Caoimhín De Barra
Growing up in Ireland, I didn’t know much about Wales. Frankly, I thought it was just part of England.
It wasn’t until I learned that it had its own language, just as we do in Ireland, that I became more curious. Eventually, this led to me writing a doctoral thesis on the relationship between nationalists in Ireland and Wales at the turn of the twentieth century.
What I discovered was that Irishmen who sought to revive the Irish language, like Patrick Pearse (leader of the Easter Rising in 1916) and Douglas Hyde (our first president) had been inspired by Wales. They were impressed by how many people in Wales could speak Welsh, and insisted that Ireland had to try and follow the Welsh example.
Funnily enough, a century later, I found myself equally inspired by a trip to Wales.
Like Pearse and Hyde before me, I have always been deeply interested in the idea of reviving Irish. But how could it be done? I had studied various language revival attempts around the world, as with Hebrew in Israel, or Catalan in Spain, to try and figure out how this could be achieved.
The answer came to me when I spent the summer in Aberystwyth in 2015. I had to do some research in the National Library of Wales and was amazed by how much Welsh I heard spoken. In particular, I was struck by how everyone who worked there spoke Welsh. Not just the senior academic staff, but the security guards and people cleaning the tables in the lunchroom.
This simply wouldn’t, or couldn’t, happen in Ireland. And reflecting upon this each morning as I walked up that enormous hill upon which the library sits, I eventually figured it out. What needed to be done if we wanted to revive the Irish language.
I put my thoughts together on paper and published them this year in my book called Gaeilge: A Radical Revolution. While the book is obviously mostly about Irish, I make regular comparisons with the position of the Welsh language.
More importantly, the recommendations I make for how to revive Irish are directly applicable to Welsh as well, as the challenge faced by both languages today are identical.
One of the biggest issues is the complex emotions around identity that Irish and Welsh create. I realized this when I met a Welsh man named Chris who joined the rugby club I played with in the United States.
On the first day I met him, I asked Chris if he spoke Welsh. He responded defensively, saying it was a “dead” language that no one spoke, and that it was “useless”. I let the matter drop.
One day, maybe six months after that first conversation, we were chatting about something or other when suddenly Chris said “I really wish I was fluent in Welsh”. He had obviously totally forgotten what he had said to me before, so what could explain this change of attitude?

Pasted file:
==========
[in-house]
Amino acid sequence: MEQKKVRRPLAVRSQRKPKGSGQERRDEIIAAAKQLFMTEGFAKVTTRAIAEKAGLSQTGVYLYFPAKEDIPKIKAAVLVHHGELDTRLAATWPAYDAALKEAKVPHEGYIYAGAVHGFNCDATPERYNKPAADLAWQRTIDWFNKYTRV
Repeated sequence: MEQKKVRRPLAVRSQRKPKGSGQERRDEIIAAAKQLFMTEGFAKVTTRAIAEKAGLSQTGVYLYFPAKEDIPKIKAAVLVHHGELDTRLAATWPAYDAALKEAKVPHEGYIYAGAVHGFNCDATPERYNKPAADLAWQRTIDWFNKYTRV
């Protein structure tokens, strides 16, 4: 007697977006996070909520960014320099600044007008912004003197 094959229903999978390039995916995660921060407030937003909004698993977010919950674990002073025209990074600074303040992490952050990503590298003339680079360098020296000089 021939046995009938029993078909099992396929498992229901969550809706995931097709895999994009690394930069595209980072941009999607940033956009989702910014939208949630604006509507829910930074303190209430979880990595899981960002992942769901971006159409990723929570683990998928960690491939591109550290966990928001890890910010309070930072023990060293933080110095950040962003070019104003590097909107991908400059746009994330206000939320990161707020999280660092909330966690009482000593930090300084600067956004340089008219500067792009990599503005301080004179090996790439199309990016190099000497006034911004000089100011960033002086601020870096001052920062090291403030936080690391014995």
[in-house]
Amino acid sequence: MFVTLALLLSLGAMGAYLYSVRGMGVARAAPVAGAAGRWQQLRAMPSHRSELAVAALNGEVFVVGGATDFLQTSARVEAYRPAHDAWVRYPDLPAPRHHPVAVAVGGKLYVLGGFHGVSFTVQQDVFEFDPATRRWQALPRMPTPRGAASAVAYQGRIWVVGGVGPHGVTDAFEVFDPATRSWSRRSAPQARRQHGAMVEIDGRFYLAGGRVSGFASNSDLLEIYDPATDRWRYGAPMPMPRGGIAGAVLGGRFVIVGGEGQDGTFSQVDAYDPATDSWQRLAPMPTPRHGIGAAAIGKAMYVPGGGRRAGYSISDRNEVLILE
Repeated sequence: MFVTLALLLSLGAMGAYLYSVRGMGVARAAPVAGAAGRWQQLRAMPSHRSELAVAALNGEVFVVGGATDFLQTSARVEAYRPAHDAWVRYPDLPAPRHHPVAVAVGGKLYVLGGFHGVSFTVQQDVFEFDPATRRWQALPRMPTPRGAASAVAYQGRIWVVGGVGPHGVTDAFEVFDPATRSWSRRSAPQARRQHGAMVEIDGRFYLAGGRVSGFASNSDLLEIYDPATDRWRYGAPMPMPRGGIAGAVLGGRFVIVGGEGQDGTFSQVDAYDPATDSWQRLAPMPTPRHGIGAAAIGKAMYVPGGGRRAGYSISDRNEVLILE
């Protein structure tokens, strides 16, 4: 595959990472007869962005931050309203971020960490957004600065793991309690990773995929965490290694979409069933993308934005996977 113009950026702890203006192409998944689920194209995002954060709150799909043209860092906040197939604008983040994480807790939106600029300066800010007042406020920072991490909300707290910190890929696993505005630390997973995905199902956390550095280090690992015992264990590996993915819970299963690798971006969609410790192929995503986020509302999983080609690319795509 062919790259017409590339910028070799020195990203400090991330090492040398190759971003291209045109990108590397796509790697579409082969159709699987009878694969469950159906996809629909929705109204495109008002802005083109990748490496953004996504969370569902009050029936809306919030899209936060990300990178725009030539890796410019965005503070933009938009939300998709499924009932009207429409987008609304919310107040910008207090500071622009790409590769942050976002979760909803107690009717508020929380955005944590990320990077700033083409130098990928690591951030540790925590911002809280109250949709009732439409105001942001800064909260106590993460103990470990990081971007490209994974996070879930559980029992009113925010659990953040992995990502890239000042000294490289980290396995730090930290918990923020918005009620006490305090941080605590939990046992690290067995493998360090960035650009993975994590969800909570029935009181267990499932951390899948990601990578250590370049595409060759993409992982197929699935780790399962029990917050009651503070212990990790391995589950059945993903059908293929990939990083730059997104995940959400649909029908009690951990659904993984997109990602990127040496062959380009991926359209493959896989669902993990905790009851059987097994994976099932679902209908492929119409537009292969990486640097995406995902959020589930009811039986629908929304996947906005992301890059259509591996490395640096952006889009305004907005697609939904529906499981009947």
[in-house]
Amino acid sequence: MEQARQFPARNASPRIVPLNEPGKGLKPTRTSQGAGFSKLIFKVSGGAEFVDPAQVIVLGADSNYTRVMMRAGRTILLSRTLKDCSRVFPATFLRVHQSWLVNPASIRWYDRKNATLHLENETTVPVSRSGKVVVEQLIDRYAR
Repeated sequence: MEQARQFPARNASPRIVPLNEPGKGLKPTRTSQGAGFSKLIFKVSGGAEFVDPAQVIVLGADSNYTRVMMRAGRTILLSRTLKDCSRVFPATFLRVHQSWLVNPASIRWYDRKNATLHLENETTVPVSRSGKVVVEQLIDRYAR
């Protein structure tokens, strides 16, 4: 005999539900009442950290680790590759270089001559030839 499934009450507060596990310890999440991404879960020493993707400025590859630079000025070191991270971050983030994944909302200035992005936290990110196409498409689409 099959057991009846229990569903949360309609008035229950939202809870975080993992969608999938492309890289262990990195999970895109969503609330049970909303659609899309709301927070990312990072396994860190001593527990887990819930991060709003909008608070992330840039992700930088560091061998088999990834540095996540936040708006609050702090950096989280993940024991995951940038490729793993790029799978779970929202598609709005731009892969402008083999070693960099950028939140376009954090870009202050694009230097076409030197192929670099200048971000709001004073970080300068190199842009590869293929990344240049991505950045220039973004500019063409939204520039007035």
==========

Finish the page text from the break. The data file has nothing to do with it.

My theory is that nothing had actually changed, but rather what I was seeing was a kind of bipolar attitude that numerous Welsh (and Irish) people have about their respective languages. In other words, many people simultaneously have a strong desire to speak the language, and resentment towards the language because they can’t speak it.
This points to a second obstacle for both languages; namely large sections of the national media that are indifferent, if not outright hostile, towards the languages. Most of the “practical” arguments made against the promotion of Irish are the same as those heard about Welsh: it is a useless language; other subjects should be taught in its place in school; those who speak the language are elitist snobs.
However, perhaps the single greatest issue facing both languages is the misdiagnosis of what the “problem” is and how it can be fixed.
I have read the Cymraeg 2050 proposals with great interest. Unfortunately, for all the commendable ambition contained within it, the authors have fallen into the same trap that the Irish state has been caught in for a century in trying to promote Irish.
That is, assuming that if only enough people could acquire some fluency in the language, then a great revival would burst forth.
But such thinking is misguided. Imagine the linguistic environment of Ireland and Wales as a forest. English is the sequoia trees, massive beings that dwarf everything else. Irish and Welsh are flowers, which need the sun’s light to grow strong.
The Cymraeg 2050 proposals are akin to trying to scatter more flower seeds on the forest floor. Some might get enough light to thrive, but most will wither and die in the shade.
It is only by understanding that this is exactly the problem facing both languages, and thinking about how to constructively deal with this challenge, that any kind of meaningful revival of Irish and Welsh can take place.
Gaeilge: A Radical Revolution is available now.
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